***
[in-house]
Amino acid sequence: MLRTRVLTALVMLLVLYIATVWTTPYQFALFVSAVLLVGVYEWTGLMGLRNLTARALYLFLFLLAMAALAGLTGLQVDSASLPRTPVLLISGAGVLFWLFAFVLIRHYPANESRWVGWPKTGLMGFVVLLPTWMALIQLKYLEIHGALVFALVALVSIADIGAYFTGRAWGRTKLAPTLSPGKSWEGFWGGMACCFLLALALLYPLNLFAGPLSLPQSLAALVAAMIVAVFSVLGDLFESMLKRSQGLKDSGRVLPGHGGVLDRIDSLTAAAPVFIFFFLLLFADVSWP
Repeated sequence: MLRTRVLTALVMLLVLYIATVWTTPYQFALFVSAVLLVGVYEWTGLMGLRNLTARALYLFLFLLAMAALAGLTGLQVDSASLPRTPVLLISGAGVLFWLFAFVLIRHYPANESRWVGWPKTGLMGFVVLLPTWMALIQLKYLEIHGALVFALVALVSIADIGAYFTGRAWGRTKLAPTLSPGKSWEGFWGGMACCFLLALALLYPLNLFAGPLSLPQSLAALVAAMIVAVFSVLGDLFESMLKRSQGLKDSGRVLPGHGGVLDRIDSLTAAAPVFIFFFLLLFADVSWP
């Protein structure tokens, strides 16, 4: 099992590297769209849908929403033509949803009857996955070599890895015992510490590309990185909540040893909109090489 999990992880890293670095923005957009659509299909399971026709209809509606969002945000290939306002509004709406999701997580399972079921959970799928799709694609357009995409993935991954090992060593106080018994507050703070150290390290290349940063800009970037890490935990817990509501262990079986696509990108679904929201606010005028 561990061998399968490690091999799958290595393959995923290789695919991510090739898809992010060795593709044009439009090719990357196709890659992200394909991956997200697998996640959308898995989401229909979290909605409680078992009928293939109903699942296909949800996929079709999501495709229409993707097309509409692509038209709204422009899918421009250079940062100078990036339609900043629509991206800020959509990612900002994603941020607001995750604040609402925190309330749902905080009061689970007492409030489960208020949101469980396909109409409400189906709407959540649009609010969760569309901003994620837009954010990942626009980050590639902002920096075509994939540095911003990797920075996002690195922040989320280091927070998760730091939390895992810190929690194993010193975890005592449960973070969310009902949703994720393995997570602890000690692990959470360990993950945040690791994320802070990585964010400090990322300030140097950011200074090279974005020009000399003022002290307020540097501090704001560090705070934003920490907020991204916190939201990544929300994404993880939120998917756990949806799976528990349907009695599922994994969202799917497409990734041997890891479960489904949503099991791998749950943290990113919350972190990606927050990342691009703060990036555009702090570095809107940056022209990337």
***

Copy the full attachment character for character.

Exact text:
[in-house]
Amino acid sequence: MLRTRVLTALVMLLVLYIATVWTTPYQFALFVSAVLLVGVYEWTGLMGLRNLTARALYLFLFLLAMAALAGLTGLQVDSASLPRTPVLLISGAGVLFWLFAFVLIRHYPANESRWVGWPKTGLMGFVVLLPTWMALIQLKYLEIHGALVFALVALVSIADIGAYFTGRAWGRTKLAPTLSPGKSWEGFWGGMACCFLLALALLYPLNLFAGPLSLPQSLAALVAAMIVAVFSVLGDLFESMLKRSQGLKDSGRVLPGHGGVLDRIDSLTAAAPVFIFFFLLLFADVSWP
Repeated sequence: MLRTRVLTALVMLLVLYIATVWTTPYQFALFVSAVLLVGVYEWTGLMGLRNLTARALYLFLFLLAMAALAGLTGLQVDSASLPRTPVLLISGAGVLFWLFAFVLIRHYPANESRWVGWPKTGLMGFVVLLPTWMALIQLKYLEIHGALVFALVALVSIADIGAYFTGRAWGRTKLAPTLSPGKSWEGFWGGMACCFLLALALLYPLNLFAGPLSLPQSLAALVAAMIVAVFSVLGDLFESMLKRSQGLKDSGRVLPGHGGVLDRIDSLTAAAPVFIFFFLLLFADVSWP
């Protein structure tokens, strides 16, 4: 099992590297769209849908929403033509949803009857996955070599890895015992510490590309990185909540040893909109090489 999990992880890293670095923005957009659509299909399971026709209809509606969002945000290939306002509004709406999701997580399972079921959970799928799709694609357009995409993935991954090992060593106080018994507050703070150290390290290349940063800009970037890490935990817990509501262990079986696509990108679904929201606010005028 561990061998399968490690091999799958290595393959995923290789695919991510090739898809992010060795593709044009439009090719990357196709890659992200394909991956997200697998996640959308898995989401229909979290909605409680078992009928293939109903699942296909949800996929079709999501495709229409993707097309509409692509038209709204422009899918421009250079940062100078990036339609900043629509991206800020959509990612900002994603941020607001995750604040609402925190309330749902905080009061689970007492409030489960208020949101469980396909109409409400189906709407959540649009609010969760569309901003994620837009954010990942626009980050590639902002920096075509994939540095911003990797920075996002690195922040989320280091927070998760730091939390895992810190929690194993010193975890005592449960973070969310009902949703994720393995997570602890000690692990959470360990993950945040690791994320802070990585964010400090990322300030140097950011200074090279974005020009000399003022002290307020540097501090704001560090705070934003920490907020991204916190939201990544929300994404993880939120998917756990949806799976528990349907009695599922994994969202799917497409990734041997890891479960489904949503099991791998749950943290990113919350972190990606927050990342691009703060990036555009702090570095809107940056022209990337």